…the first one along the Caucasus is India, a great and populous kingdom, inhabited by many Indian nations, of which the greatest is that of the Gandaridae, against whom Alexander did not make a campaign because of the multitude of their elephants. The river Ganges, which is the deepest of the region and has a width of thirty stades, separates this land from the neighbouring part of India. Adjacent to this is the rest of India, which Alexander conquered, irrigated by water from the rivers and most conspicuous for its prosperity. Here were the dominions of Porus and Taxiles, together with many other kingdoms, and through it flows the Indus River, from which the country received its name.

    Diodorus Siculus, Bibliotheca historica 18.6.1-2



    So the Greeks called India + Pakistan + Bangladesh = India

    But recognized the Ganges people as a distinct nation. And the largest / greatest (most Indian if you will) of the Indian nations.

    And recognized the Indus people conquered by Alexander as smaller “Indian nations”.

    1. @Narasingha Deva

      The author runs a sourcing firm so he should know. He notes that while big Indian firms can compete, the quality drops off a cliff once you reach into the MSME-sector, wheras for China they could find hundreds of firms that met strict Western quality control standards.

      This tallies nicely with my argument that China sequenced its reform correctly – it focused on basic education first and basic manufacturing first – whereas India foolishly tried to be high-end despite being very poor. An artifact of caste politics and misguided Soviet economic influence, with its emphasis on heavy industry.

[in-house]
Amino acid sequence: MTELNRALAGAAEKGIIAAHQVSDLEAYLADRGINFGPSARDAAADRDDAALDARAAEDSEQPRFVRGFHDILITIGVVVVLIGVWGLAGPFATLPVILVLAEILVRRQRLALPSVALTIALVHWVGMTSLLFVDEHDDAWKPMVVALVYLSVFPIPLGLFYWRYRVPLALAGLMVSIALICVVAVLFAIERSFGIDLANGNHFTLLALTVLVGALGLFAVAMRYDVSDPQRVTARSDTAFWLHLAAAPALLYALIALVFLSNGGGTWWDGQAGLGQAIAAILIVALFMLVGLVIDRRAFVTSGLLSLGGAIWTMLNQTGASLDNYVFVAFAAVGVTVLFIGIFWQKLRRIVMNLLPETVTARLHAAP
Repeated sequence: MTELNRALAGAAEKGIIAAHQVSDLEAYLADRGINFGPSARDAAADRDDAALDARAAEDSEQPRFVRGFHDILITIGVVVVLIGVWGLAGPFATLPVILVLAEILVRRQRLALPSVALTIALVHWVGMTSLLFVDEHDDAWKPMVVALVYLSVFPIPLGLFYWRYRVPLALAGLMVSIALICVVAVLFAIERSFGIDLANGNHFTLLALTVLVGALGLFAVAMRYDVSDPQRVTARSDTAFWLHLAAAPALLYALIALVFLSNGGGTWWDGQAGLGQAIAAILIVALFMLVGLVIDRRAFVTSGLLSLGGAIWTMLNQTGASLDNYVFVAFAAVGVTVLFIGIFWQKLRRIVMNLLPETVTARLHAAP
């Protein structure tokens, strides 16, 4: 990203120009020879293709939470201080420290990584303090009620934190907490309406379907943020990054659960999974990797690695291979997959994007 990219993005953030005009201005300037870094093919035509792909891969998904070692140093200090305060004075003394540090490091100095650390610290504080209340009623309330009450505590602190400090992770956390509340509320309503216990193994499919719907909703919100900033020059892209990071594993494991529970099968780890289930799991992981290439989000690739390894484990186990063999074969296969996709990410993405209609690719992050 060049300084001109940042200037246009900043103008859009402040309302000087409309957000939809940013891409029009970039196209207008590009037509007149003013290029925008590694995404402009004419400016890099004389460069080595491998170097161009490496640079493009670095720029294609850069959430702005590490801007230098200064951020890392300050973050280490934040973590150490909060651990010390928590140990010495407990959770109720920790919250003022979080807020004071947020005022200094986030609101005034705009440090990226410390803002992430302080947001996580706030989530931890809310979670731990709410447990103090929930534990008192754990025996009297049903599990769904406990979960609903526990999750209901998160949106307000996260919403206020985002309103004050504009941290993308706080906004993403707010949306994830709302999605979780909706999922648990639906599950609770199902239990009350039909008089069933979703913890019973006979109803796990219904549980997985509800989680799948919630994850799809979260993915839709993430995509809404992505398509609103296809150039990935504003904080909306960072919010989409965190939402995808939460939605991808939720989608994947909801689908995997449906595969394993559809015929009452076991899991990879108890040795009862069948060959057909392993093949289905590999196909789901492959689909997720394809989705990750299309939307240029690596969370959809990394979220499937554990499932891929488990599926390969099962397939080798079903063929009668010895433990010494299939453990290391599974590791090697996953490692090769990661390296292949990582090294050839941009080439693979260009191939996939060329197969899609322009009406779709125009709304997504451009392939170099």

The kind of workers a big Indian firm can pull is nearly limitless, it’s different for small manufacturers. They can’t often recruit the very best and must rely more on local talent, where the *average* skill level matters much more rather than the top. If your education system is insanely biased towards the top – as India’s still is – then small manufactures will quickly find it difficult. So none of these findings shouldn’t surprise us.

      This skill-biased development model is India’s original sin. Modi did a few promising initiatives like ‘Skill India’ but the guy who was running it was talking openly that they can’t fix 16 years of poor public education with a 1 year programme. Rest assured, the scheme got quietly buried.

      1. Why Apprentice-ship never works in India?

        Some of my family members and family-friends now(late 2000s onwards) run manufacturing and construction MSMEs. Every good (high IQ, organized, motivated) 18yo welder or painter or machine operator leaves for Dubai within 2 years or starts their own business. The owners who started out just like these young apprentices i.e. learning at a bigger company and then going on their own consider this a personal insult. So owners go into petty mentality and start acting like Arab army officers i.e., withholding skills and not giving promotions or managing experience etc to keep the young employees from UP, Bihar from ever leaving.